We stumbled onto the Reading Room at do you read me?! by accident, the way you do when you are wandering around an unfamiliar city without any real destination or goal. I discovered later that their Potsdamer Strasse branch (or, as it says on their website, a place for lectures, exhibitions, debates and all the still slumbering ideas and projects) is a sister location to their ‘bespoke’ magazine shop (which will compile a personal assortment based on your interests) and lecture space in Mitte. It is an indication that the area around Potsdamer Strasse is going to be Berlin’s next big art destination, as there are already lots of galleries opening in the area.
Berlin is not short of galleries, nor of bookshops, and so it seems logical that the two should come together in some way. It is therefore also logical that you can ‘curate’ a bookshop, in the same way you might ‘curate’ an exhibition (Berlin is a place where even the trees are curated: see below). Thus the simple but brilliant idea of asking inspiring personalities in art, culture and design to select their current favourite books. It’s not a new idea: literary pages of magazines and broadsheets have been asking authors and cultural figures to chose their books of the year or to name their bedside reading for some time, and here in England, Waterstones, one of the most enlightened of the large chains, has always had a policy of asking their booksellers for personal picks (indeed, most bookshops seem to do that these days).
But what is new (and exciting) here is the presentation. Long thin sheets entitled what do you read?! hang from the walls on pegs (for browsers to take away). One side lists the inspiring personalities who have been asked for their picks, and on the reverse, is an individual selection. For example, the artist Jonathan Monk has been reading The Complete Writings of Donald Judd, American English by Richard Prince, The Jeff Koons Handbook, and lots of magazines, including i-D, Wallpaper, and Hello (yes, Hello). Each title has a short personal description by the selector. So Monk says that Judd’s Complete Writings are ‘A comprehensive guide to very little’ and that Wallpaper magazine is ‘To be read on the toilet. ‘ The inspiring personalities’ comments are generally humorous and meaningful, and give us equal insight into books and readers. A list of what someone is reading is a window into his / her mind and soul.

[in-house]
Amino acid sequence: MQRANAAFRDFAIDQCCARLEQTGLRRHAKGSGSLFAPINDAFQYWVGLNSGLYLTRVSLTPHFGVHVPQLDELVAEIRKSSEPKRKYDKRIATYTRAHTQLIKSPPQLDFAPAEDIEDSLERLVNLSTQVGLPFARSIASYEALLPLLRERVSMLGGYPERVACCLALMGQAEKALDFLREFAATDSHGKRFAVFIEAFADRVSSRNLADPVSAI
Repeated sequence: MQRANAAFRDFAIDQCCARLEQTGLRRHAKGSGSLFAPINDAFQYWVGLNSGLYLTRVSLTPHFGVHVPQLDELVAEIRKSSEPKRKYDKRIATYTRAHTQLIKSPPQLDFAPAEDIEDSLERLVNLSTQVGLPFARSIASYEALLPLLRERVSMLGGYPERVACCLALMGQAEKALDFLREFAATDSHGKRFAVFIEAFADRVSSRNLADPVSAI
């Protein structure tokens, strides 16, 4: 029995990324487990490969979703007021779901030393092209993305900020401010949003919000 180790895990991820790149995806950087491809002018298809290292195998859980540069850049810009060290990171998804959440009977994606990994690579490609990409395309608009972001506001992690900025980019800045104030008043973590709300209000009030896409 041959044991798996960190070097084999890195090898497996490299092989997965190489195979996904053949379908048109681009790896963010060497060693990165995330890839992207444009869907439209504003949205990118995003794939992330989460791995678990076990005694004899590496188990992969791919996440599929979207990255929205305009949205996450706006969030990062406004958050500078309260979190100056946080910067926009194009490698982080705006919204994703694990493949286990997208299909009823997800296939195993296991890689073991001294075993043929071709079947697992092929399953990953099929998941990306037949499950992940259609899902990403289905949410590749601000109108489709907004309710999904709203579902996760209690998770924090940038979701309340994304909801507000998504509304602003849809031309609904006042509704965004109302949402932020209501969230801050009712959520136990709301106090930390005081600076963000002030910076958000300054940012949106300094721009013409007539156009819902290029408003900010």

Each of the inspiring personalities’ books are available for sale, with bright pink cards tucked inside their pages (like library cards) saying which personality has chosen the book and why, so that the selections are cross-referenced.
There are chairs to sit in while perusing. There is coffee.
In another room are general selections of books: art, architecture, design, fashion, typography, cultural essays. Again, baggage restrictions prevented me from going completely crazy, but I came away with a few selections:
I like your work: art and etiquette is Paper Monuments answer to Miss Manners meets Andy Warhol. Various artists were interviewed for their opinions on courtesy in the art world. Jessica Slaven is asked ‘What is the role of etiquette in the art world?’ to which she replies, ‘ The art world should have a separate code of behaviour from civilized society to indicate its self-impressed and savage nature.’ Roger White, in a section entitled ‘How artists must dress’ states that ‘The relationship between an artist’s work and attire should not take the form of a direct visual analogy. A stripe painter may not wear stripes.’ And Wendy Olsoff, when asked ‘When does breach of etiquette play a role in embarrassing or awkward encounters?’ simply answers ‘One kiss, two kisses, or three? One is never sure.’
I also bought when you travel in Iceland you see a lot of water by Roman Signer and Tumi Magnússon, described as a ‘travel book’, but which is an illustrated road trip and conversation between the two artists. It is a beautiful book, with an old map of Iceland as the endpapers, and photographs charting the journey.
But my best purchase was the Sternberg Press edition of Sung Hwan Kim’s Ki-da Rilke, which is the artist’s illustrated interpretation of Rilke, presented like someone’s secret notebook (interleaved with pink sheets that are not bound, so that they are like interventions or asides), or dog-eared copy with doodles in the margins. Rilke becomes a kind of tour guide or ghostly presence, his poems written out in the artist’s long hand (the way I used to write out poems I liked in a notebook, before the days of computers.
http://www.sternberg-press.com/index.php?pageId=1321&l=en&bookId=216&sort=year DESC,month DESC&PHPSESSID=1d1c226bc171edd2817c997bd7addd90
Eventually, I had to leave the shop. I restricted myself to those three books, as I knew they would be hard to find in London. But I’ll be back.